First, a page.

I enter the blogosphere at my own risk, forgetting the time-management tip I learned earlier; it had something to do with keeping distraction at arm’s length, I think. My worst enemy is an intriguing writer, a fact I’ve known forever but only recently acknowledged. I lie to myself, chalking it up to higher learning, but the truth is that I’d waste an entire day if given the opportunity.
Therefore, I’ve changed my habits to reading foolish rants and poorly written blogs, choosing subjects of absolutely no interest. My head's been filled with a lot of crap lately, the inane ramblings of others adding “color” into an otherwise gray, mundane world. It sounds crazy, but it works to free up time to complete things for which I am paid.
Ironically, an ad-industry veteran writes one of the worst blogs. It's seemingly an outright attack on advertising at present compared to the writer’s self-proclaimed and glorious past. He’s a hard read, somewhat pitiful, really. I’ve named him Bad Bob in an effort, I suppose, to keep from maligning his character, a ridiculous endeavor considering he takes no prisoners; he spreads rumors of industry happenings, categorically denouncing agencies, industry professionals, and creative executions.
While I dislike his writing, something draws me forward. Surely his 30 years of experience in advertising has to yield some sort of hidden value.
Recently, Bad Bob unleashed a rant on, of all things, social media. Spittle must have flown while he proclaimed, no doubt with the swagger of certainty, social media was incapable of directly affecting the bottom line, increasing the sales and profits of a business. He cited a couple of examples that should not be included, one being Dell’s claim, before denouncing social media. He even used the F-word: fad.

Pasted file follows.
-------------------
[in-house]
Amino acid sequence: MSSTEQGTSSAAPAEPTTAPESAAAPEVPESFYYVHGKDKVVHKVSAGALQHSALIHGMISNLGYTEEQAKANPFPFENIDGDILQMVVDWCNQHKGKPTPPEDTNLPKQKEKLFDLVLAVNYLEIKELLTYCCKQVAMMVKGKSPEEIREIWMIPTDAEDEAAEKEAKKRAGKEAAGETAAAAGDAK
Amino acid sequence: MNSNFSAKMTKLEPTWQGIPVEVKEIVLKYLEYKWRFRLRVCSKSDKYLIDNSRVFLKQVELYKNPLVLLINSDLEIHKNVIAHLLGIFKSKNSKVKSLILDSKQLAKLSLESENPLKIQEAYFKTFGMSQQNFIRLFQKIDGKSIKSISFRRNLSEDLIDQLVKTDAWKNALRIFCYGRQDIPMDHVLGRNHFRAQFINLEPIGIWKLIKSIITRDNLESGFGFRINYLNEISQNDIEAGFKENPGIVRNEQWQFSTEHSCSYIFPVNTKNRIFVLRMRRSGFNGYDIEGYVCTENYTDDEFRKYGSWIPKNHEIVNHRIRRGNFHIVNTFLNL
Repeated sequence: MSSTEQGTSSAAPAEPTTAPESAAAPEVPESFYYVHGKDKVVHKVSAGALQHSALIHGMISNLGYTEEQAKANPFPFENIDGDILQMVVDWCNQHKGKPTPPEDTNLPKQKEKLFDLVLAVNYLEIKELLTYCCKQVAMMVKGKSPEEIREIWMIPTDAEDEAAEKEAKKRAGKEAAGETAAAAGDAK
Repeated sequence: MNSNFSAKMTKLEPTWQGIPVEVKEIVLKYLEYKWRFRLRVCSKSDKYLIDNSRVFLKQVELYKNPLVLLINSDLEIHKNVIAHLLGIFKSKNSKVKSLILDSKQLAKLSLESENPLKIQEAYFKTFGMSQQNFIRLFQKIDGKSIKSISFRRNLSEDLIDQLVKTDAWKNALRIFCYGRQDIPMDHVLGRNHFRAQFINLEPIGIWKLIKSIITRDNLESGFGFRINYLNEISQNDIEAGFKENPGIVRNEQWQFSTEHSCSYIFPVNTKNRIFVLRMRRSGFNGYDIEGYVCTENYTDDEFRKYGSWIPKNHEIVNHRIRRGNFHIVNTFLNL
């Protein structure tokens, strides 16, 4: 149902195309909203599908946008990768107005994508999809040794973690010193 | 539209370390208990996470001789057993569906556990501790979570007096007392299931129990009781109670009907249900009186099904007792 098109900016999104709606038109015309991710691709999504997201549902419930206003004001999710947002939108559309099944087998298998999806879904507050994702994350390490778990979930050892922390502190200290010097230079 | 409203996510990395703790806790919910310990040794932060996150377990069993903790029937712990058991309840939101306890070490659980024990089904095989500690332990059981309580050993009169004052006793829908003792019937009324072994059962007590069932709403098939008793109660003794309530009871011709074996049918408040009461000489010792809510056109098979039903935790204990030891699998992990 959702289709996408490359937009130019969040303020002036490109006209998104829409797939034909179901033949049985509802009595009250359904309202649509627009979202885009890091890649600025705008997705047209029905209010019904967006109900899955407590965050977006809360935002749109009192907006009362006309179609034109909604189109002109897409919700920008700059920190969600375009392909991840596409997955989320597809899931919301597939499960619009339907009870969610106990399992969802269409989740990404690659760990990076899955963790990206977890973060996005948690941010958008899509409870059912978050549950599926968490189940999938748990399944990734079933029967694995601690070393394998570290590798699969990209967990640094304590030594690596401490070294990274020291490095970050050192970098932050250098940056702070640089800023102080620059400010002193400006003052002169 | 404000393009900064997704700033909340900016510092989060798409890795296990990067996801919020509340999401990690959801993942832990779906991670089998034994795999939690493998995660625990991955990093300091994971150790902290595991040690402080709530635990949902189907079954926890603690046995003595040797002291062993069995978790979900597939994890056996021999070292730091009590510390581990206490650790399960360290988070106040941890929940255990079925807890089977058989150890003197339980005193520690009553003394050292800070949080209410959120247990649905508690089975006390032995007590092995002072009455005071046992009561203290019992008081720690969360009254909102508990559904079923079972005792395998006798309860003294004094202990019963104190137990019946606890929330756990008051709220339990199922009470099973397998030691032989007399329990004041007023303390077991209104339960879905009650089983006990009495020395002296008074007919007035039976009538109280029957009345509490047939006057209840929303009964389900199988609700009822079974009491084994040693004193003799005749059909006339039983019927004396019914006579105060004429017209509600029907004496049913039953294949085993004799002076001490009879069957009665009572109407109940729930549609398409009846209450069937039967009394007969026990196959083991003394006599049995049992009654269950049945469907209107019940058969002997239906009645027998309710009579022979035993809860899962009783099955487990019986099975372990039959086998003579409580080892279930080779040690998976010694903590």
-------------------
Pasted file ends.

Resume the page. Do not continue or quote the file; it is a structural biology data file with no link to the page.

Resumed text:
Due to his experience, I thought about his remarks. I began stepping through the scenarios.
Lately, I've been searching for answers, as I was certain Bad Bob was wrong. I know I have read reports that proved him wrong. After sifting through hours of research by Nielsen, Hubspot, and multiple others, my examples showed that social media increased every online measurement parameter except sales.
Bad Bob, and his veteran intuition, was making my life difficult.
Deciding to stop the search, I moved on to other tasks, though I knew the ex-advertising pro wasn’t absolutely correct. I’d witnessed social media engagements that ended with sales. He had a valid point thus far.
I yearned to confront him with data to prove him wrong but needed stronger information -- something to show a direct link between social media and sales. I needed a case like that of Dell computers.
Dell’s ran a couple of social media studies. One claimed that over an 18-month period, Dell’s sales increased by $1 million. However, Bad Bob belittled this claim for various reasons, the main one being that Dell did not set a benchmark prior to measuring sales. While many believe Dell’s claim, it shows direct correlation between offering discounts on Twitter and increased sales, yet it’s not an ideal study. I decided to use it as an example of success, pending investigation. Call it a desirable outcome, a goal, or an example of social media’s capabilities.